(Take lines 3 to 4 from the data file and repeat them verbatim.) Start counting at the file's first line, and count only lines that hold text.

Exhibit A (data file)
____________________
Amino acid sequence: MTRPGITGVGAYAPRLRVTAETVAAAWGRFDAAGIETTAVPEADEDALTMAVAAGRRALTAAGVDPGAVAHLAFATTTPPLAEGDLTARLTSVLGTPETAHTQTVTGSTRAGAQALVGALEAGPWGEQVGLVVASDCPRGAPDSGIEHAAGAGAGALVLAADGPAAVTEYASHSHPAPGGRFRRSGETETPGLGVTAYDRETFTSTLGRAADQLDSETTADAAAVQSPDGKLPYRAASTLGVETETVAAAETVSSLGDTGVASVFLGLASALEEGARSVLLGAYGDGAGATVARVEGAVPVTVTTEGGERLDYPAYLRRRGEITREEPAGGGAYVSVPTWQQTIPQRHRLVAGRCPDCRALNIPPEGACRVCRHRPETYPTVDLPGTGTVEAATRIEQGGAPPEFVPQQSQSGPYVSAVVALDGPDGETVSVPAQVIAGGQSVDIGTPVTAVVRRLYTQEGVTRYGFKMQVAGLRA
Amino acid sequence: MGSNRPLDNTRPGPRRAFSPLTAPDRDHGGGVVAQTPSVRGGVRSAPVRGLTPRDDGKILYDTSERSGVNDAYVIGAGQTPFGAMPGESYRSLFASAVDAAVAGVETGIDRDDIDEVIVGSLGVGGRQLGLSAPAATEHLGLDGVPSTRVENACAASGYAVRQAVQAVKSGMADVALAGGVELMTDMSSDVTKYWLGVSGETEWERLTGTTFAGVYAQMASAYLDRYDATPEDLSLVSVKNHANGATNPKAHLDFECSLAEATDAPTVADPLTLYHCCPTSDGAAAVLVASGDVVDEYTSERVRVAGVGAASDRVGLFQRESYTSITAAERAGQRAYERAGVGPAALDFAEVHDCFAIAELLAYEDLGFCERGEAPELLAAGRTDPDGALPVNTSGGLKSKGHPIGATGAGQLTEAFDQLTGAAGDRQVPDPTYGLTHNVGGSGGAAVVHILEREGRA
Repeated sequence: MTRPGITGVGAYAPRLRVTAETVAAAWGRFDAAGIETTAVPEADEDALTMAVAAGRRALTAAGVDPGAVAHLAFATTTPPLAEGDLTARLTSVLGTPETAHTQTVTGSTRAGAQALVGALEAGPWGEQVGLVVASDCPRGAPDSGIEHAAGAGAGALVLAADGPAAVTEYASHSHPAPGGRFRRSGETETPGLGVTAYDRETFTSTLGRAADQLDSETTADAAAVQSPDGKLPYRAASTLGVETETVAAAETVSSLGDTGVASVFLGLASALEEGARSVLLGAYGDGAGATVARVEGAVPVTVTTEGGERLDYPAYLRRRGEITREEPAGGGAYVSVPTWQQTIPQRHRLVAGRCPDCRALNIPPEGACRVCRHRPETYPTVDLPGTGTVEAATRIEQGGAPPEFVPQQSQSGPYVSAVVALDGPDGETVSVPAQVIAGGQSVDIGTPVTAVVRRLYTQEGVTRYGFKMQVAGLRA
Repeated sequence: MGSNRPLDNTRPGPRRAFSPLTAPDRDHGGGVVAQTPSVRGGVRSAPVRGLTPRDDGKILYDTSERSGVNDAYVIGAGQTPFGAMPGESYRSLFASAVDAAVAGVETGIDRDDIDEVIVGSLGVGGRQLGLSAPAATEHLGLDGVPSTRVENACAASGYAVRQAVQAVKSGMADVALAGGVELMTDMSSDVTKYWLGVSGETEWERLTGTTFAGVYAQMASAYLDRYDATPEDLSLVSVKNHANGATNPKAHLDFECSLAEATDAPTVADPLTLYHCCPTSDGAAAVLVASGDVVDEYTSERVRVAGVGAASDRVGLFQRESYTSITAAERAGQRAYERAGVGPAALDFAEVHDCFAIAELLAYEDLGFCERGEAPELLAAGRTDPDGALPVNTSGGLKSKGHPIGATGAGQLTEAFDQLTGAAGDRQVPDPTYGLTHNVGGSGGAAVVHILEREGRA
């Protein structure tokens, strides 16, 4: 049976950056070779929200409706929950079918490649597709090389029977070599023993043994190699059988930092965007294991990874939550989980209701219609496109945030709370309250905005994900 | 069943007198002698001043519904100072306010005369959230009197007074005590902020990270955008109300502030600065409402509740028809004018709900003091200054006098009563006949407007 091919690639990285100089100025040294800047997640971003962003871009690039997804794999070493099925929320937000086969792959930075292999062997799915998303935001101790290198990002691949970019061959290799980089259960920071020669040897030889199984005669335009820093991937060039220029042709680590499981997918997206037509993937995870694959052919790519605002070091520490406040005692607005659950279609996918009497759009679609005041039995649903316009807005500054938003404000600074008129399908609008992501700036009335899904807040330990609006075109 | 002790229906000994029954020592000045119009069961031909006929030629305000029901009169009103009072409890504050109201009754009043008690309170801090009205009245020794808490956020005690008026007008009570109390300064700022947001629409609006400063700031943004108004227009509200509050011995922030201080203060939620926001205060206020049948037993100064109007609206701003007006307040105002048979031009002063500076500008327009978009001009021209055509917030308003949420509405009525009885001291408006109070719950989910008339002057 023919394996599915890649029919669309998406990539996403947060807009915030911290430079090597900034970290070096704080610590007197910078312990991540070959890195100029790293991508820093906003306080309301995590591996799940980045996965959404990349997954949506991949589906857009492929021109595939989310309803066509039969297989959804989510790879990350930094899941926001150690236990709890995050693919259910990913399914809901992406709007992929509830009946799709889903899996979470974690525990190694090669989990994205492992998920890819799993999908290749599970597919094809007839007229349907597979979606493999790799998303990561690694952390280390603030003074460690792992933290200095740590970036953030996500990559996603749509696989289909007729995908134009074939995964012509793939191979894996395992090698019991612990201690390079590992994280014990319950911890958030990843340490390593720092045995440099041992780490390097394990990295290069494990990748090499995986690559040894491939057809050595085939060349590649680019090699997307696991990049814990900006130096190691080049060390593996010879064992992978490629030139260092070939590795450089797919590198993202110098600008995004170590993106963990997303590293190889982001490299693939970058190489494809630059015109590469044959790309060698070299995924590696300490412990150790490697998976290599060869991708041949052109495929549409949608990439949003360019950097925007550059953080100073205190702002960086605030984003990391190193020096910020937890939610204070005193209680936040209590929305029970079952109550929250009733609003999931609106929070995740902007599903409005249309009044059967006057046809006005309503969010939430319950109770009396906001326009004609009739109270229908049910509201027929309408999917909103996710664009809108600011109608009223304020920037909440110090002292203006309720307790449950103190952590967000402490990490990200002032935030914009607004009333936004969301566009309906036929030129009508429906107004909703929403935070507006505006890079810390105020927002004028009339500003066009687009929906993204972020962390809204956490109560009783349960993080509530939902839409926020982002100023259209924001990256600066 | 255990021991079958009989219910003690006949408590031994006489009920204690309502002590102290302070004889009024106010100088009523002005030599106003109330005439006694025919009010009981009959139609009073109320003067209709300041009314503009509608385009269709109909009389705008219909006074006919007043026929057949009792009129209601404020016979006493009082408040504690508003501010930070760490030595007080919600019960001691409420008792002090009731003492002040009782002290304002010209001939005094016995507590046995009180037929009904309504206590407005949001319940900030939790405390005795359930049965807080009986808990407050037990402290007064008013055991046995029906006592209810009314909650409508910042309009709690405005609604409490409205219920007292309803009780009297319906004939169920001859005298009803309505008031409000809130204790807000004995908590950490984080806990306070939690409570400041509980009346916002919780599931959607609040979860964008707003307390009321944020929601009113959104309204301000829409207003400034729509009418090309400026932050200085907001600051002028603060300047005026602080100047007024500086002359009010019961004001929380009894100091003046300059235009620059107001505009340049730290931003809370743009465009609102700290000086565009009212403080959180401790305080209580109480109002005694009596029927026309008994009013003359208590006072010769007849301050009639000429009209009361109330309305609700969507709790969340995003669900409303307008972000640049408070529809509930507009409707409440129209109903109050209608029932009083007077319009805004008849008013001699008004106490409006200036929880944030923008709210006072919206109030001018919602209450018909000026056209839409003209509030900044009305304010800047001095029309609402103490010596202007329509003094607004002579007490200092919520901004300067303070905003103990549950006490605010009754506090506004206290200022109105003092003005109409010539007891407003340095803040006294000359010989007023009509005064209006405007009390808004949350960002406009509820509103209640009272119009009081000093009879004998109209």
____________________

Repeated sequence: MTRPGITGVGAYAPRLRVTAETVAAAWGRFDAAGIETTAVPEADEDALTMAVAAGRRALTAAGVDPGAVAHLAFATTTPPLAEGDLTARLTSVLGTPETAHTQTVTGSTRAGAQALVGALEAGPWGEQVGLVVASDCPRGAPDSGIEHAAGAGAGALVLAADGPAAVTEYASHSHPAPGGRFRRSGETETPGLGVTAYDRETFTSTLGRAADQLDSETTADAAAVQSPDGKLPYRAASTLGVETETVAAAETVSSLGDTGVASVFLGLASALEEGARSVLLGAYGDGAGATVARVEGAVPVTVTTEGGERLDYPAYLRRRGEITREEPAGGGAYVSVPTWQQTIPQRHRLVAGRCPDCRALNIPPEGACRVCRHRPETYPTVDLPGTGTVEAATRIEQGGAPPEFVPQQSQSGPYVSAVVALDGPDGETVSVPAQVIAGGQSVDIGTPVTAVVRRLYTQEGVTRYGFKMQVAGLRA
Repeated sequence: MGSNRPLDNTRPGPRRAFSPLTAPDRDHGGGVVAQTPSVRGGVRSAPVRGLTPRDDGKILYDTSERSGVNDAYVIGAGQTPFGAMPGESYRSLFASAVDAAVAGVETGIDRDDIDEVIVGSLGVGGRQLGLSAPAATEHLGLDGVPSTRVENACAASGYAVRQAVQAVKSGMADVALAGGVELMTDMSSDVTKYWLGVSGETEWERLTGTTFAGVYAQMASAYLDRYDATPEDLSLVSVKNHANGATNPKAHLDFECSLAEATDAPTVADPLTLYHCCPTSDGAAAVLVASGDVVDEYTSERVRVAGVGAASDRVGLFQRESYTSITAAERAGQRAYERAGVGPAALDFAEVHDCFAIAELLAYEDLGFCERGEAPELLAAGRTDPDGALPVNTSGGLKSKGHPIGATGAGQLTEAFDQLTGAAGDRQVPDPTYGLTHNVGGSGGAAVVHILEREGRA